The 2014 letter brought a similar approach to bear on school discipline. If districts’ data showed that children of color were being suspended or otherwise sanctioned at higher rates than their peers, that alone would demonstrate that schools’ policies were having an “adverse impact” on protected groups and could trigger an OCR investigation. Schools would then have to justify their policies by proving to investigators that they were “necessary to meet an important educational goal” and that there was no “comparatively effective alternative policies or practices” that they could use instead.
Now imagine that you run a school system with pupil demographics that reflect national averages—call it Springfield Public Schools. In your district, African American students are three times more likely to live in poverty than white students and more than twice as likely to get into fights at school. According to the 2014 letter, if you suspend African American students at twice the rate of white students, you can be subject to an OCR investigation—even if those suspensions are completely justified by student behavior.
Furthermore, when federal investigators come knocking, you must demonstrate to them that (a) your discipline policy serves an educational purpose and (b) there’s no better approach that could have a less adverse impact on students. Otherwise you’re guilty of civil rights violations—even if you had no intent of discriminating against students. (Losen and I agree on this point: The 2014 letter did not require OCR to find evidence of discriminatory intent. That’s at odds with how disparate impact theory works in other domains, and is a major problem in my view.)
This is a breathtaking expansion of federal power into one of the most sensitive aspects of American schooling, and substitutes the judgment of federal bureaucrats for local educators and officials. And it makes a mockery of disparate impact analysis.
From “Suspension Factories” to “School Climate Catastrophes”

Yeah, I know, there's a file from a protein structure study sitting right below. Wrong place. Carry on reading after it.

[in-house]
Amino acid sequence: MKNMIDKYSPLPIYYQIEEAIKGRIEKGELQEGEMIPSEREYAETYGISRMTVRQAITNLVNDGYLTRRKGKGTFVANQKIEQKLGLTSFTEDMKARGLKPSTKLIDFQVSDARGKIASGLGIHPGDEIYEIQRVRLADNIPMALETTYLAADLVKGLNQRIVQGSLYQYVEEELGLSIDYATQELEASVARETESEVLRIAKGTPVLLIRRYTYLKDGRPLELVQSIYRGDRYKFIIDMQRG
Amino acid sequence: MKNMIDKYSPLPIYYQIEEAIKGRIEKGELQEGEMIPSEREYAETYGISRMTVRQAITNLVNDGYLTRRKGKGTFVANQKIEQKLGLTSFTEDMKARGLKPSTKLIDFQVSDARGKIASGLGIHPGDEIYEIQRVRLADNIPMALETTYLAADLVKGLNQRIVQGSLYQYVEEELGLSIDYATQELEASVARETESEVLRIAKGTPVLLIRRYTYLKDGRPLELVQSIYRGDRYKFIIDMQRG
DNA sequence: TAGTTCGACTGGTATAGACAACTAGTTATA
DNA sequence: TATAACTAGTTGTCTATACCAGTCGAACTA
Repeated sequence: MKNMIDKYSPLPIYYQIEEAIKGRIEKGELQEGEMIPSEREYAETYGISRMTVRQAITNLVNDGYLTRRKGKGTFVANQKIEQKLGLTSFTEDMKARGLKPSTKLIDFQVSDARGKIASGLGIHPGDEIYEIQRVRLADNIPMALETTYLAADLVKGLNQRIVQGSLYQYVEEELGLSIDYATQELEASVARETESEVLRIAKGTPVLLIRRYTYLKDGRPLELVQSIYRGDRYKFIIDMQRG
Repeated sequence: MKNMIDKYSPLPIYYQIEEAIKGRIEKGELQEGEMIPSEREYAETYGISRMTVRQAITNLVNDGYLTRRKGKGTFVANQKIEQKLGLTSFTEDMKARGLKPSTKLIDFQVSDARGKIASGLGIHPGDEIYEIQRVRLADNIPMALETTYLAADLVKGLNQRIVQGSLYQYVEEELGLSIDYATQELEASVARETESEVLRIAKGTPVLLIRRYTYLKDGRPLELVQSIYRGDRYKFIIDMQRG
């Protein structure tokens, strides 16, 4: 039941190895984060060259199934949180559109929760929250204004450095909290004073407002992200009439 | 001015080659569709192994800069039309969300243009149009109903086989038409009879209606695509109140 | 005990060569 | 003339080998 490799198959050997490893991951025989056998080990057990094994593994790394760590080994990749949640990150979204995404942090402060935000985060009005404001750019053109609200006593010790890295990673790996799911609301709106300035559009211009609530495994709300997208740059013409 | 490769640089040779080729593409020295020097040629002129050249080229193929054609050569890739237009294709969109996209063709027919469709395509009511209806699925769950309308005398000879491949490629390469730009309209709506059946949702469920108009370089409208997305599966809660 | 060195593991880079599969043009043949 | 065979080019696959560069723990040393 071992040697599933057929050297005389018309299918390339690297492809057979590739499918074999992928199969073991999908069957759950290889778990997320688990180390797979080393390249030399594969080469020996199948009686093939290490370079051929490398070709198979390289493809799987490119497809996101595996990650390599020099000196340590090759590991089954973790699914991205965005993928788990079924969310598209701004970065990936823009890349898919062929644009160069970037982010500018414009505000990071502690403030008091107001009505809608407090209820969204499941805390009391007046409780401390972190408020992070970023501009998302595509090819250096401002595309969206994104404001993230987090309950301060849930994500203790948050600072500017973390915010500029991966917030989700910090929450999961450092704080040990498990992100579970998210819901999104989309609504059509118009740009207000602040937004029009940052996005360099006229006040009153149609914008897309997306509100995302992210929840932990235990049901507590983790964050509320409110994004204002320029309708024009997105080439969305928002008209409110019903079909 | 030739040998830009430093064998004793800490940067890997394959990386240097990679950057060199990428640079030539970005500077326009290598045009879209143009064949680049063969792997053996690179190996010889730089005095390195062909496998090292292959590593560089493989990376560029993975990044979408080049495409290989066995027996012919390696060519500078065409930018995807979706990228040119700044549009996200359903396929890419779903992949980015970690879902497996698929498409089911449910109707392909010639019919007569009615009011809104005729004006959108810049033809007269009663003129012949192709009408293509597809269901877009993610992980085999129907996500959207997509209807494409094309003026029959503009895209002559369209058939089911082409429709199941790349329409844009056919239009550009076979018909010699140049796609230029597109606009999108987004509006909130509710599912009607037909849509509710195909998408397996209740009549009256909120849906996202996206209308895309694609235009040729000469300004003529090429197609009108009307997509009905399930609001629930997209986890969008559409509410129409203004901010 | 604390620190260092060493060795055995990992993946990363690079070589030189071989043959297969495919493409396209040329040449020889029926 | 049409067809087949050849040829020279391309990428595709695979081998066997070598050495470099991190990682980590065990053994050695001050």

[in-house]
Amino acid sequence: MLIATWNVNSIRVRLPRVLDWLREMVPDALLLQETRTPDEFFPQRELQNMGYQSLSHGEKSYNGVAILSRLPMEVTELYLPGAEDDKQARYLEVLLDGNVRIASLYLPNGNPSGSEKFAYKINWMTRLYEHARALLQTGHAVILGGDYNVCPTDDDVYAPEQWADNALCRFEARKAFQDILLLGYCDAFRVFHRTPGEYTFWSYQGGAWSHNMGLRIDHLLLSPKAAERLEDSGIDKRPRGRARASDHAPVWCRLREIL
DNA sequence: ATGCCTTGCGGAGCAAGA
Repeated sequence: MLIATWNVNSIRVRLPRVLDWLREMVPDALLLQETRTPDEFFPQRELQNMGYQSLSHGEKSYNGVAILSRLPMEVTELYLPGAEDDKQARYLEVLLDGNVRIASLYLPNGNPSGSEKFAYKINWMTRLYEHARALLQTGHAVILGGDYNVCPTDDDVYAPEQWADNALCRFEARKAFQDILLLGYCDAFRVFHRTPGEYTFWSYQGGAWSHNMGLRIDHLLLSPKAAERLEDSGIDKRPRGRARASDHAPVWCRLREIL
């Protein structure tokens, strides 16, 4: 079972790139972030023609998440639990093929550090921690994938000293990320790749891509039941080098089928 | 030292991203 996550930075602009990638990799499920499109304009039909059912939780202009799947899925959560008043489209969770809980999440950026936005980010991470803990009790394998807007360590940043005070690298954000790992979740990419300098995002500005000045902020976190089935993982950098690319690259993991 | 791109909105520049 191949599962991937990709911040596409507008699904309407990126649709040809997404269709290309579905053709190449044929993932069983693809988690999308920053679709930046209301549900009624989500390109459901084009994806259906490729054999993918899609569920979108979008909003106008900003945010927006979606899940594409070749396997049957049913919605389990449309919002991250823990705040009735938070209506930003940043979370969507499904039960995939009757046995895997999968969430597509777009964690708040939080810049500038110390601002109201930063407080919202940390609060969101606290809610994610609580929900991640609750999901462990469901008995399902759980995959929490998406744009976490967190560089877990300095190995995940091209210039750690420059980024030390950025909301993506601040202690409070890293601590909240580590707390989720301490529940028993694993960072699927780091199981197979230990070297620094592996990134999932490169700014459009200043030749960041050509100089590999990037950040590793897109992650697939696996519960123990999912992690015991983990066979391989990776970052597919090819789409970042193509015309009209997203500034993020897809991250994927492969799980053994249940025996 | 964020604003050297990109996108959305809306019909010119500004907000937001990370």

There’s another driver of discipline disparities that we must consider, beyond educator bias and differences in student behavior: the school-to-school variation in suspension rates. Evidence from Arkansas and elsewhere indicates that the discipline disparities found at the district level are often driven by sky-high suspension rates in a handful of high-poverty schools. Just as relatively few U.S. high schools are responsible for the majority of our dropouts, it may also be the case that relatively few schools are responsible for our discipline disparities.
It’s hard to know exactly why. It could simply be the challenge of concentrated poverty: high-poverty schools serve more students who have experienced trauma, and thus are more likely to get into trouble at school. It’s surely harder for schools to handle that constructively when such youngsters are more numerous. It may also be that these are simply bad schools, with weak leadership, low-quality teaching, and a broken climate, and their high suspension rates are an indicator of campuses that are barely keeping it together. It could be, in fact, that the school-discipline-to-prison pipeline is really the bad-school-to-prison pipeline. In other words, the correlations that researchers are detecting—including in a brand-new study by Janet Rosenbaum—may stem from attending high-suspension schools, not from suspensions per se.
Either way, fixing or replacing these “suspension factories” is a herculean task, requiring significant political will, expertise, and resources. Alas, with its 2014 policy change, the Obama Administration offered none of that. It just implicitly told these schools to stop suspending so many students. And now, not surprisingly, it appears that this push to reduce exclusionary discipline, and similar district-level reforms that preceded it, may be making some of these schools less orderly and safe.